• “You can return my calls, which you don’t do. I’ve asked to talk to a supervisor a few times. I haven’t gotten a supervisor to give me a call so why should you ask me to waste my time on this survey when you won’t have a supervisor call me. I think that’s pretty rude. You can call me at XXX-XXX-XXXX. I doubt I’ll hear from you but it would be really nice if I did and it would make my day and might change my perception on how I’ve been treated.”

Why be concerned with the research behind customer comments? Well, it’s a component of increasing customer satisfaction, loyalty and creating a positive word of mouth. If you can better understand your customers, you can create a better environment for the service interaction. You can also educate your agents and use this information as a training opportunity for them to garner a better understanding of consumer comments. After all, customers do say the darnest things.

Real-Time Performance Dashboards

By viewing the real-time dashboard below, a supervisor could quickly surmise that today’s call resolution and call satisfaction statistics are trending below the month’s average. The supervisor now has a goal for the day, as well as a minute-by-minute indicator of his/her success in impacting these key metrics.

Real-Time Alerts

The availability of real-time data also allows supervisors the opportunity to recover customers who have had a dissatisfying service experience. Although the caller may not have been satisfied with the service experience in general, satisfaction with the service recovery experience is significantly related to their intention to repurchase [1].  If there is no process for service recovery, the relationships of 15 percent of your customers are at risk (if not 15 percent, insert the percentage of your callers who would rate the experience as poor). Customers who have had a service failure that was resolved quickly and properly are more loyal to a company than are customers who have never had a service failure — significantly more loyal [2, 3]. The key to success is a quick resolution. How quickly do you initiate a recovery plan after the dissatisfying experience? Is there a service recovery plan in operation?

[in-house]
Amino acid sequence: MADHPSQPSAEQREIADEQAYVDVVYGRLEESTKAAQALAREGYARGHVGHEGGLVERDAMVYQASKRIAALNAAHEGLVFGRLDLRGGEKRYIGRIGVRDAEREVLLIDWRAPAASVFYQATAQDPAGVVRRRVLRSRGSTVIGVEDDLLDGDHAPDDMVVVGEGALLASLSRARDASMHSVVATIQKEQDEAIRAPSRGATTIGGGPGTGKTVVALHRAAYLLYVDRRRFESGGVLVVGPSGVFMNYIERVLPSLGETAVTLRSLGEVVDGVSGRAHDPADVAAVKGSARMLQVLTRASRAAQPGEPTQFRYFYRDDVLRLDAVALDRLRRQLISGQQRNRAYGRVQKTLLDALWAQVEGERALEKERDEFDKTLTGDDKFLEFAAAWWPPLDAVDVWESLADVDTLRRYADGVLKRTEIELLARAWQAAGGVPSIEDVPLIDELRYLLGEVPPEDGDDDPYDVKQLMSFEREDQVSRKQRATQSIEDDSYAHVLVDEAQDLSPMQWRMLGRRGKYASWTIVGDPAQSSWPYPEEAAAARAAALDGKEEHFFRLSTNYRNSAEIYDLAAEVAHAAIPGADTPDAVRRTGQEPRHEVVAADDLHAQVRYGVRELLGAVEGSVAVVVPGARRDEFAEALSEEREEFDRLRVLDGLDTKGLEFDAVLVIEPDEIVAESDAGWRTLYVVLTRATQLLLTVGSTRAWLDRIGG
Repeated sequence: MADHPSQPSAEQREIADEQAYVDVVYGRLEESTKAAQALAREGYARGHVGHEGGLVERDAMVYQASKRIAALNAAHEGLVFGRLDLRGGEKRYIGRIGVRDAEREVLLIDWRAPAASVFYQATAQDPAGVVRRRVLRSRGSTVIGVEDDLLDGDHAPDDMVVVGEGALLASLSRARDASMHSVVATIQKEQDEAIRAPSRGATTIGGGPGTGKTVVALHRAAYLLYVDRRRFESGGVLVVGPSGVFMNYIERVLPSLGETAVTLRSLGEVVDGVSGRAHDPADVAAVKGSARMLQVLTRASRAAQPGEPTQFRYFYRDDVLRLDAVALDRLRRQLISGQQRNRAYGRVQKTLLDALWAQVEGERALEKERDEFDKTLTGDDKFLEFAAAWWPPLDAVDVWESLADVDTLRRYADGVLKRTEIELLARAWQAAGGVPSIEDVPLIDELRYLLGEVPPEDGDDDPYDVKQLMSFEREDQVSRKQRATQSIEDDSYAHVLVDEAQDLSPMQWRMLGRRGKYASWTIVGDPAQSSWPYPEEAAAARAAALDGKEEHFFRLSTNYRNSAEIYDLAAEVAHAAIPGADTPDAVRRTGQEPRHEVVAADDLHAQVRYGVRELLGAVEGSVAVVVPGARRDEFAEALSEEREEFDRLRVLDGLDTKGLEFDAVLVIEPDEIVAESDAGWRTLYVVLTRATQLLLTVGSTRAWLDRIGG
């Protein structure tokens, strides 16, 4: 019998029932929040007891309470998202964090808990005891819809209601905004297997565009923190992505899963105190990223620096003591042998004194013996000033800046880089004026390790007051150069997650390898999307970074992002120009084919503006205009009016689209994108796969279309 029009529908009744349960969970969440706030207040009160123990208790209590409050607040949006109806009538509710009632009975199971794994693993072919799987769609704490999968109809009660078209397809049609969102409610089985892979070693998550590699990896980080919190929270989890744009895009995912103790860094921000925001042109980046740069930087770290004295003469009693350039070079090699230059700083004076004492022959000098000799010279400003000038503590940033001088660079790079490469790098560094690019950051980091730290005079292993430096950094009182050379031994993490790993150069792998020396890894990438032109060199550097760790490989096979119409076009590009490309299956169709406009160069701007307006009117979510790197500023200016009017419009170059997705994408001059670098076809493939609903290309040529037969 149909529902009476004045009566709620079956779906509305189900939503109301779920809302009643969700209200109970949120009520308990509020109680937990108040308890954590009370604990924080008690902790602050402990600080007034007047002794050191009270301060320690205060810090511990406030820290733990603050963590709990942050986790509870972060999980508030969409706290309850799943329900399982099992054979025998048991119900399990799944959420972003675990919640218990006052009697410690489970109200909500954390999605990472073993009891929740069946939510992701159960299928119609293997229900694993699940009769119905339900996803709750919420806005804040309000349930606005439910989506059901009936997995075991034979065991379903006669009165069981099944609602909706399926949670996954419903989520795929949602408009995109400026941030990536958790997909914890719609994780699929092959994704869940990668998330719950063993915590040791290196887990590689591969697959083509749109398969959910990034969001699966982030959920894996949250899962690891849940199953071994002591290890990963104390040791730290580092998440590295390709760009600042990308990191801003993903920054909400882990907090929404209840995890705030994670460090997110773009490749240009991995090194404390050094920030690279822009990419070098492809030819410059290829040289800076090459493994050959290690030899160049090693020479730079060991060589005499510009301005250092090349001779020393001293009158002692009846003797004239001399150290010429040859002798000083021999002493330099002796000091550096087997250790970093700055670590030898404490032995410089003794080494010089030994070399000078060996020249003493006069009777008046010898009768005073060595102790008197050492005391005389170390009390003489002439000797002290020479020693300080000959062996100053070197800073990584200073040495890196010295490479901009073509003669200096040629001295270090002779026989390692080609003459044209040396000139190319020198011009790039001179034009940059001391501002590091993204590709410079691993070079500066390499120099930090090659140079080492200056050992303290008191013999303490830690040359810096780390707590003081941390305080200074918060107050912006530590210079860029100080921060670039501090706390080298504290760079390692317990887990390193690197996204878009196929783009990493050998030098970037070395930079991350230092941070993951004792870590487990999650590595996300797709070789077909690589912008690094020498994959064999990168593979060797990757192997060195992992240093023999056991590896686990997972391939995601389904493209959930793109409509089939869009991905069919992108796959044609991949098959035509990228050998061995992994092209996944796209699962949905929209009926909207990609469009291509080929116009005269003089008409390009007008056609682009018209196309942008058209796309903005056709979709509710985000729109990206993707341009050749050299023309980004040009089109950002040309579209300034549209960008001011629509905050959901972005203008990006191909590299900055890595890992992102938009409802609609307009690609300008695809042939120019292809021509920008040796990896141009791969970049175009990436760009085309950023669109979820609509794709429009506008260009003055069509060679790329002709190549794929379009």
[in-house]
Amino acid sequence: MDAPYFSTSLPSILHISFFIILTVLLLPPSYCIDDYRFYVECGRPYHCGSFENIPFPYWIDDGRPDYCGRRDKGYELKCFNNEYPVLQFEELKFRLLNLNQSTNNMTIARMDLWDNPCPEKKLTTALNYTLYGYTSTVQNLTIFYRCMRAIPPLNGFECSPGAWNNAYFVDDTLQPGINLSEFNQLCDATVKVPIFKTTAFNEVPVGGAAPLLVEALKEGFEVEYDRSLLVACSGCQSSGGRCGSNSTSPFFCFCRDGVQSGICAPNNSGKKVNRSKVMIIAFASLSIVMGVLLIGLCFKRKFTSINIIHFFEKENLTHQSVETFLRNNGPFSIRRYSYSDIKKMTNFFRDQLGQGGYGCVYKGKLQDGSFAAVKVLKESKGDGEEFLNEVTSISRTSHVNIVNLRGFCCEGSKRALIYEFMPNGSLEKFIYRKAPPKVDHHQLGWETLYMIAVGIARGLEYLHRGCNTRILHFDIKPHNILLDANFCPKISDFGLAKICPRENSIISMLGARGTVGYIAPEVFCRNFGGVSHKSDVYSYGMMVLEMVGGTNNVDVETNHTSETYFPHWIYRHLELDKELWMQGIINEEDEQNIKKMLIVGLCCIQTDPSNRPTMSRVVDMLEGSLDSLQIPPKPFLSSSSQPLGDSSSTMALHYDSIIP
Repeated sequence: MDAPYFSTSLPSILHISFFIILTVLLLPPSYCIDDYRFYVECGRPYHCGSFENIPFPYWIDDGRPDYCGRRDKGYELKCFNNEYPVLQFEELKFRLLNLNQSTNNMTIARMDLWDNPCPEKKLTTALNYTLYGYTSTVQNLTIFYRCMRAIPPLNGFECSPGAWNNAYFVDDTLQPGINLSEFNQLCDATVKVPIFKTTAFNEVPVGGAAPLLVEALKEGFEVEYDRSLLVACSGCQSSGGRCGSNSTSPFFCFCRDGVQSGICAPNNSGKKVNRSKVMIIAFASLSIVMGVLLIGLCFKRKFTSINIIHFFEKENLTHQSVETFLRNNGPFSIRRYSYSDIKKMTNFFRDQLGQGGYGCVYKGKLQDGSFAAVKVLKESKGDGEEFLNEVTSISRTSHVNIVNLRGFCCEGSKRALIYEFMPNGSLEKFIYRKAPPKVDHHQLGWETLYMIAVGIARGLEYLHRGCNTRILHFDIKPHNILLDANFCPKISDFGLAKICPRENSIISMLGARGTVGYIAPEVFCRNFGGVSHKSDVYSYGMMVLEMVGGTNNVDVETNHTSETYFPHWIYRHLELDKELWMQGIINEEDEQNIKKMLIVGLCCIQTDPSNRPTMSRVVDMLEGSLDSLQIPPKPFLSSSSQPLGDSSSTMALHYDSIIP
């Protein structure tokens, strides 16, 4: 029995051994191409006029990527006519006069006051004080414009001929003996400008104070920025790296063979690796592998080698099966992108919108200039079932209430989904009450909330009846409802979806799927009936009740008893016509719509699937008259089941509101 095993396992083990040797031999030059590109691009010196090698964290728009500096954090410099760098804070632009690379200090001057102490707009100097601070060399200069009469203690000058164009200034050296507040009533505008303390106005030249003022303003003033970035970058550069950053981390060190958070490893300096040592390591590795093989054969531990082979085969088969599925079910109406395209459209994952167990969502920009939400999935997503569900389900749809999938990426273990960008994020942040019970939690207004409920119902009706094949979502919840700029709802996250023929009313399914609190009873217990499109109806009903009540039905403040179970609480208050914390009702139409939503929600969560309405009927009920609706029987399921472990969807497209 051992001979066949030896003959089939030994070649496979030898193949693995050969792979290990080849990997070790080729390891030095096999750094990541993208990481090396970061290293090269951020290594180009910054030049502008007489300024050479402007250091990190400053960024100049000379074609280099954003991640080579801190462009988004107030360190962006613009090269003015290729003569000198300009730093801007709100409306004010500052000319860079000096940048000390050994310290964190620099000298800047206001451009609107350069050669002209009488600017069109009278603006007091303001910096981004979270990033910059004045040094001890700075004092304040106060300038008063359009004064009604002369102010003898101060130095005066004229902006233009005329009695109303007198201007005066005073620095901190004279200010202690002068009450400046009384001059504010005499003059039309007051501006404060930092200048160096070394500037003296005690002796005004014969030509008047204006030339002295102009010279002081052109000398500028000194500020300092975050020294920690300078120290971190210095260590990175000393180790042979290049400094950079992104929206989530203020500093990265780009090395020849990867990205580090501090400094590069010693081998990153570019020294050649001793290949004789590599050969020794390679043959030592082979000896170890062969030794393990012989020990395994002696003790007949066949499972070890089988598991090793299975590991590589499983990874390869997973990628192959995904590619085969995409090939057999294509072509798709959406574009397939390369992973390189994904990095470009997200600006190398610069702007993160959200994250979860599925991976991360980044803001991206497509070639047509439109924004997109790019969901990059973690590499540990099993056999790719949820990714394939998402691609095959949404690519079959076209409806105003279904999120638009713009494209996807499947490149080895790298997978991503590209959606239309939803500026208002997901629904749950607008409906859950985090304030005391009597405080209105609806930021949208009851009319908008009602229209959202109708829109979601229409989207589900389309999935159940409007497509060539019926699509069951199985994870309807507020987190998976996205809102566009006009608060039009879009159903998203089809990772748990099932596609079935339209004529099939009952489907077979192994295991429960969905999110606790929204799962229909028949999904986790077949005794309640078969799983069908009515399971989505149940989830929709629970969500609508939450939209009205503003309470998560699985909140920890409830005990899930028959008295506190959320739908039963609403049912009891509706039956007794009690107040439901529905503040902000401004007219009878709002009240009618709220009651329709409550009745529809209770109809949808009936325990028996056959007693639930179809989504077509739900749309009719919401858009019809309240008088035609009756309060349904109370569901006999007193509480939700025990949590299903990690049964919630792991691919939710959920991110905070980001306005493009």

Many call centers have inadequate processes in place to capture, nevermind address, a failure in customer experiences. The process, and its timeliness, leaves too many customer relationships exposed. Service recovery should protect the exposed asset during the call experience (whether that exposure was a direct result of Agent behavior or caused by the organization’s process). Is recovery of the relationship even possible? It is unlikely if you do not know about it, as only about 5 percent to 10 percent of customers choose to complain to the company [4]. More likely, it results in negative word of mouth (market damage) and the discontinued use of your products and services. A lost customer is an easy, low-cost-to-acquire new customer for a competitor AND is customer value lost to your organization.